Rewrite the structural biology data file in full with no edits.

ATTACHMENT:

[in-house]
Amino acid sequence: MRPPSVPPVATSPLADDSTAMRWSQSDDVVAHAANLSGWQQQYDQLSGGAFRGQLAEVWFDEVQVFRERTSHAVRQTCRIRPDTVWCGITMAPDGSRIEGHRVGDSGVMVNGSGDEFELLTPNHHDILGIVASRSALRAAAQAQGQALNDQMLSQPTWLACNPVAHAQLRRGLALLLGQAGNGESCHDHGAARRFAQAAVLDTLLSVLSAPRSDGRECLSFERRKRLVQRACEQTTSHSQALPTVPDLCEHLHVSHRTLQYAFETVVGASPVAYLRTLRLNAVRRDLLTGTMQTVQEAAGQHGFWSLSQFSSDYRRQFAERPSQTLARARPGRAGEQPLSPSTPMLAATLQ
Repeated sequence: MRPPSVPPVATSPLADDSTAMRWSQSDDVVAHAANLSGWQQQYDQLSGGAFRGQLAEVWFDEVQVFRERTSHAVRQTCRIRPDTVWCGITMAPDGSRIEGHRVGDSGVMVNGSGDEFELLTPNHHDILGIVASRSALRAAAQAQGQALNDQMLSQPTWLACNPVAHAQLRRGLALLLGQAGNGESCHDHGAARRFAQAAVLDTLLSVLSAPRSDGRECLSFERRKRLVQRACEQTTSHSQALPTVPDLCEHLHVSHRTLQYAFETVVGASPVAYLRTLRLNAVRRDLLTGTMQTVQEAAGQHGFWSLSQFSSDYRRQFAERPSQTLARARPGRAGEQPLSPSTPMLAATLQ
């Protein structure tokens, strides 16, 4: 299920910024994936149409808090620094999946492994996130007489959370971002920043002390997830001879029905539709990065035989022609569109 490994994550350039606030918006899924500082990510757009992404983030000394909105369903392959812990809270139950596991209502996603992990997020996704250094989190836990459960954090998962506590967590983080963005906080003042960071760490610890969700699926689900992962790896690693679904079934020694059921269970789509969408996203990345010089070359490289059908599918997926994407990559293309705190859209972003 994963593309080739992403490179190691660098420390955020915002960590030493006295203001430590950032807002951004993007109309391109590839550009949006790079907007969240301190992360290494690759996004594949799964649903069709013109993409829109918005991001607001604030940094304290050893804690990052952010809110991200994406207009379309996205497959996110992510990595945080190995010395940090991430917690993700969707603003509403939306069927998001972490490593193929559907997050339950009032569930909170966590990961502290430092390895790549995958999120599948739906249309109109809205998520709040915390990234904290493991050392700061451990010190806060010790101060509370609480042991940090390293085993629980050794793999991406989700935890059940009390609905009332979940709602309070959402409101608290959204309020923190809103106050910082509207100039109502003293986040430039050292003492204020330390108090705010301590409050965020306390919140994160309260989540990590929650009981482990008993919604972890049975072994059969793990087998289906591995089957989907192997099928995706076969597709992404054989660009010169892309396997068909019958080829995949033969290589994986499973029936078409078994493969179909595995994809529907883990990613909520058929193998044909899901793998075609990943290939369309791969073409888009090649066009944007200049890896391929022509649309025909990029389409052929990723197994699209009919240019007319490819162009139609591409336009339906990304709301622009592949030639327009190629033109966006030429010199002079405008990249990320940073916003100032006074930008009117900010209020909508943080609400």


[in-house]
Amino acid sequence: MRPPSVPPVATSPLADDSTAMRWSQSDDVVAHAANLSGWQQQYDQLSGGAFRGQLAEVWFDEVQVFRERTSHAVRQTCRIRPDTVWCGITMAPDGSRIEGHRVGDSGVMVNGSGDEFELLTPNHHDILGIVASRSALRAAAQAQGQALNDQMLSQPTWLACNPVAHAQLRRGLALLLGQAGNGESCHDHGAARRFAQAAVLDTLLSVLSAPRSDGRECLSFERRKRLVQRACEQTTSHSQALPTVPDLCEHLHVSHRTLQYAFETVVGASPVAYLRTLRLNAVRRDLLTGTMQTVQEAAGQHGFWSLSQFSSDYRRQFAERPSQTLARARPGRAGEQPLSPSTPMLAATLQ
Repeated sequence: MRPPSVPPVATSPLADDSTAMRWSQSDDVVAHAANLSGWQQQYDQLSGGAFRGQLAEVWFDEVQVFRERTSHAVRQTCRIRPDTVWCGITMAPDGSRIEGHRVGDSGVMVNGSGDEFELLTPNHHDILGIVASRSALRAAAQAQGQALNDQMLSQPTWLACNPVAHAQLRRGLALLLGQAGNGESCHDHGAARRFAQAAVLDTLLSVLSAPRSDGRECLSFERRKRLVQRACEQTTSHSQALPTVPDLCEHLHVSHRTLQYAFETVVGASPVAYLRTLRLNAVRRDLLTGTMQTVQEAAGQHGFWSLSQFSSDYRRQFAERPSQTLARARPGRAGEQPLSPSTPMLAATLQ
């Protein structure tokens, strides 16, 4: 299920910024994936149409808090620094999946492994996130007489959370971002920043002390997830001879029905539709990065035989022609569109 490994994550350039606030918006899924500082990510757009992404983030000394909105369903392959812990809270139950596991209502996603992990997020996704250094989190836990459960954090998962506590967590983080963005906080003042960071760490610890969700699926689900992962790896690693679904079934020694059921269970789509969408996203990345010089070359490289059908599918997926994407990559293309705190859209972003 994963593309080739992403490179190691660098420390955020915002960590030493006295203001430590950032807002951004993007109309391109590839550009949006790079907007969240301190992360290494690759996004594949799964649903069709013109993409829109918005991001607001604030940094304290050893804690990052952010809110991200994406207009379309996205497959996110992510990595945080190995010395940090991430917690993700969707603003509403939306069927998001972490490593193929559907997050339950009032569930909170966590990961502290430092390895790549995958999120599948739906249309109109809205998520709040915390990234904290493991050392700061451990010190806060010790101060509370609480042991940090390293085993629980050794793999991406989700935890059940009390609905009332979940709602309070959402409101608290959204309020923190809103106050910082509207100039109502003293986040430039050292003492204020330390108090705010301590409050965020306390919140994160309260989540990590929650009981482990008993919604972890049975072994059969793990087998289906591995089957989907192997099928995706076969597709992404054989660009010169892309396997068909019958080829995949033969290589994986499973029936078409078994493969179909595995994809529907883990990613909520058929193998044909899901793998075609990943290939369309791969073409888009090649066009944007200049890896391929022509649309025909990029389409052929990723197994699209009919240019007319490819162009139609591409336009339906990304709301622009592949030639327009190629033109966006030429010199002079405008990249990320940073916003100032006074930008009117900010209020909508943080609400």